NOAA SUPPORTS NAVY’S SEARCH FOR “SUNKEN WARBIRDS”
June 30, 2004 — A NOAA-funded, remote-sensing survey of Lake Michigan completed a week-long hunt for historic World War II aircraft. A Navy Explosive Ordnance Disposal, or EOD, team recently concluded a remote sensing survey of the southern portion of Lake Michigan looking for sunken historic World War II aircraft. The team worked under the guidance of an underwater archaeologist from the Naval Historical Center. (Click image for larger view of USS Wolverine as seen in Chicago harbor on Aug. 22, 1942. Click here for high resolution version, which is a large file. Photo courtesy of the U.S. Navy.)
The Navy is taking a leading role in the protection of military aircraft crash sites, and NOAA has helped in locating and describing submerged cultural resources. The EOD team used side-scan sonar to determine the likely positions of sunken aircraft that were lost in accidents during the training of aviators. A major goal of the project was to assess historic information about the sites and to evaluate potential safety, biologic and economic hazards from a number of factors, including the impacts of invasive species like zebra mussels.
The aircraft were lost during operations from the aircraft carriers USS Wolverine and USS Sable. Because these were training exercises, losses due to accidents were expected. Between 1942 and 1945, there were 122 aircraft losses and more than 200 separate deck accidents. Although the majority of these incidents resulted in only minor injuries, eight naval aviators lost their lives.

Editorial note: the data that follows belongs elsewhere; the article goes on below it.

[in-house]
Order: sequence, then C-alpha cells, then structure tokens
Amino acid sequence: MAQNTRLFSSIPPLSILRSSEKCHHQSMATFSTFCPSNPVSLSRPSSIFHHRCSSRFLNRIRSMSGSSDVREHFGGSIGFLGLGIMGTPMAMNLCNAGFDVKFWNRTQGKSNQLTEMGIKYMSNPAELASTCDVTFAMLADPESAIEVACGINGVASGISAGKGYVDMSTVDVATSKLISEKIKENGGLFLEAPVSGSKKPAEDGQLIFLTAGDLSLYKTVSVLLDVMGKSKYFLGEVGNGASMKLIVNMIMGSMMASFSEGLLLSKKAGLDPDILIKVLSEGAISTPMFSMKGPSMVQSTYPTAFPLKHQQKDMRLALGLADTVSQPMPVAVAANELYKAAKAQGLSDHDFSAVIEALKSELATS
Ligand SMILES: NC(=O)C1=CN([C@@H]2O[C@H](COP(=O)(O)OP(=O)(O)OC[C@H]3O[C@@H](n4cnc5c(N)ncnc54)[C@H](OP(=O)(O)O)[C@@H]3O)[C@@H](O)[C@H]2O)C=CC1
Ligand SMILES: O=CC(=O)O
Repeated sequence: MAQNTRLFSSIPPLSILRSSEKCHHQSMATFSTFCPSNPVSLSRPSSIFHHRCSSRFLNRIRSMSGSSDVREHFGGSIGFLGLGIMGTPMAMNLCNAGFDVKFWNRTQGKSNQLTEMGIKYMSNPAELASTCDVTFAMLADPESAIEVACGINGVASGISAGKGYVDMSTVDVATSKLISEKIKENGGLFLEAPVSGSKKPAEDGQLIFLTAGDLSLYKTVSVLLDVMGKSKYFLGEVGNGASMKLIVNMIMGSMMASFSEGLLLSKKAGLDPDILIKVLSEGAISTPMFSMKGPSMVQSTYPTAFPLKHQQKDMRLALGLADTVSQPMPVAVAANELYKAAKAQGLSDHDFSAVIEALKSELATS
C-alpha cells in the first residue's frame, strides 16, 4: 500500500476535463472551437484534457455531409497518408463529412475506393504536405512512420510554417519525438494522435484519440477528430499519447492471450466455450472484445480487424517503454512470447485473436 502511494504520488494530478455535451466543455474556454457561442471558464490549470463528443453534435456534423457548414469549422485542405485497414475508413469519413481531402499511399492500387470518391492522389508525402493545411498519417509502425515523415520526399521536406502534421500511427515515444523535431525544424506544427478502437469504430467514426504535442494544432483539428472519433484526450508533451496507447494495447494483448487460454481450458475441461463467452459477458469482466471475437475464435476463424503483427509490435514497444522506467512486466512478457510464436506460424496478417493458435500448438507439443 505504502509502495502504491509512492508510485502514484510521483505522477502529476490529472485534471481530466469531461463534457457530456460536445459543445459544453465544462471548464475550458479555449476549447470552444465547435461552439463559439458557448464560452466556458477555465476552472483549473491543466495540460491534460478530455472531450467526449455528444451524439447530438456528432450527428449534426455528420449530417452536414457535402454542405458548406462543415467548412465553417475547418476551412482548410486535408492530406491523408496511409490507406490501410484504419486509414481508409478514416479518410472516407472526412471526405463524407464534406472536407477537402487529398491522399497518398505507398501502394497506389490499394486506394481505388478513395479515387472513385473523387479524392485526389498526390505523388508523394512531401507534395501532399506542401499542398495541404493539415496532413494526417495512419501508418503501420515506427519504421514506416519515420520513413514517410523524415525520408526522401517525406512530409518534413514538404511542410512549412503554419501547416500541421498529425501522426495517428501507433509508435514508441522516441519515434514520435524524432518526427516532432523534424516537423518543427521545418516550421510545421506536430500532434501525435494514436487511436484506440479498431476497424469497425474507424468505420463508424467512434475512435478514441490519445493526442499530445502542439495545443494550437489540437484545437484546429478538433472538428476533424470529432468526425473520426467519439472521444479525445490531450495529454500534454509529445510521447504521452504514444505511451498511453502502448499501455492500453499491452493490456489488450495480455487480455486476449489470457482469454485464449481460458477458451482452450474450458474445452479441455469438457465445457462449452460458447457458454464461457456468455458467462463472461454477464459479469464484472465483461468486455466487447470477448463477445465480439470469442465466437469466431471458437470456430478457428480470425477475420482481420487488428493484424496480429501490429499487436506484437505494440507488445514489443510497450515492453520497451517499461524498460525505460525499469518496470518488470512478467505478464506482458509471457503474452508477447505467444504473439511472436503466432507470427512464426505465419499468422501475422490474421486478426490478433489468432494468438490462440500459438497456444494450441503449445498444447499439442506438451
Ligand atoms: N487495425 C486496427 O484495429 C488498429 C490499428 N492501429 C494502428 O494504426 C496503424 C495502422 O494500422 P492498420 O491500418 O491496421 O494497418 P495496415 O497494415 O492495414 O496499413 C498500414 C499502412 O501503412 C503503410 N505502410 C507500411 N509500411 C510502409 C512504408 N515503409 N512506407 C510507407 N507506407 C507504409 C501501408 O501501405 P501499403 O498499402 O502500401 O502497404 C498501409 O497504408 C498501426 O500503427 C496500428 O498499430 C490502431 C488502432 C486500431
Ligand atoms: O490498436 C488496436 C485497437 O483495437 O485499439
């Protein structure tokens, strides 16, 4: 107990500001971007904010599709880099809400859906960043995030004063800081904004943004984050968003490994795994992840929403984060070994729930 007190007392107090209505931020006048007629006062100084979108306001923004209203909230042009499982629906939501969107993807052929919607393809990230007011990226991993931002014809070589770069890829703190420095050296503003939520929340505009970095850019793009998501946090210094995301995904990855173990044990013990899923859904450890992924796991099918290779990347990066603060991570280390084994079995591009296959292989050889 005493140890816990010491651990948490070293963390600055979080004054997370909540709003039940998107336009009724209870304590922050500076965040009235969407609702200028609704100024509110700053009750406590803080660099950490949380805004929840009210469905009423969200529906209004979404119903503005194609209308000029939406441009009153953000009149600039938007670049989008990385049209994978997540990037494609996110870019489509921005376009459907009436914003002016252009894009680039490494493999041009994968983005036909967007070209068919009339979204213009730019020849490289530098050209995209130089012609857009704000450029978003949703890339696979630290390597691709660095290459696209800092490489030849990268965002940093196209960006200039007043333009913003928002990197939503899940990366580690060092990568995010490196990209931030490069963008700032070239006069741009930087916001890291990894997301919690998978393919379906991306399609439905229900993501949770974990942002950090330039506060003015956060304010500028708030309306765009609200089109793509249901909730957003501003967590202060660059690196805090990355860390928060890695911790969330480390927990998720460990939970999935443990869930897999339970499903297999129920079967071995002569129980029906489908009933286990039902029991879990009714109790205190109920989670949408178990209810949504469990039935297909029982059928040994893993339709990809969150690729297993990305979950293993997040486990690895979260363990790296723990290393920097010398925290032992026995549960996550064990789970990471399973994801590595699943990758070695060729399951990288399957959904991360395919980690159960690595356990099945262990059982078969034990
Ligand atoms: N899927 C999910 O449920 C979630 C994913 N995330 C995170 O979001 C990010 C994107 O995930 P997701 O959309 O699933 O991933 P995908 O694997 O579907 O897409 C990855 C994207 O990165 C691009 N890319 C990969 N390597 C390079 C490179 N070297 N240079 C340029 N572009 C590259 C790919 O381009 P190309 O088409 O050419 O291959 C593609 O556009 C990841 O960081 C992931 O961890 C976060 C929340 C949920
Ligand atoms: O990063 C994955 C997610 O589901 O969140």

Approximately 120,000 successful landings took place, and an estimated 17,000 naval aviators qualified.
“The group of aircraft is the only collection of historic, World War II, Navy aircraft preserved in cold, fresh water,” said Wendy Coble, aviation issues specialist in the Underwater Archaeology Branch of the Naval Historical Center. “This study has provided information not obtainable anywhere else.”
In August 1942, the U.S. Navy commissioned USS Wolverine as its first in-land aircraft carrier. The Navy added USS Sable a year later. Both were originally opulent passenger steamers, but after conversion they became the only side-wheel propelled carriers in the U.S. Navy, and likely the world. The majority of carrier qualifications during World War II occurred from the decks of Sable and Wolverine, and a large number of landing signal officers and ground crew learned their trades on the two ships.
Wolverine launched its first aircraft in August 1942 and served as a training platform until November 1945 when both vessels were decommissioned. The ships were later scrapped.
The EOD unit’s primary task is to look for sunken unexploded ordnance. Through this survey, the team gained valuable experience in locating submerged objects.
U.S. Navy EOD Mobile Unit 10 is stationed in Ft. Story, Va. The crew assisting The Naval Historical Center in this survey included active duty and reserve specialists.
The Naval Historical Center’s Underwater Archaeology Branch has management responsibility for the Navy’s historic ship and aircraft wrecks. The aircraft wrecks lost in Lake Michigan have long been of interest, and this survey was the center’s first opportunity to search for the wrecks. Information obtained will be included in a management plan for the entire assemblage of wrecks in Lake Michigan.
NOAA is dedicated to enhancing economic security and national safety through the prediction and research of weather and climate-related events and providing environmental stewardship of the nationís coastal and marine resources. NOAA is part of the U.S. Department of Commerce.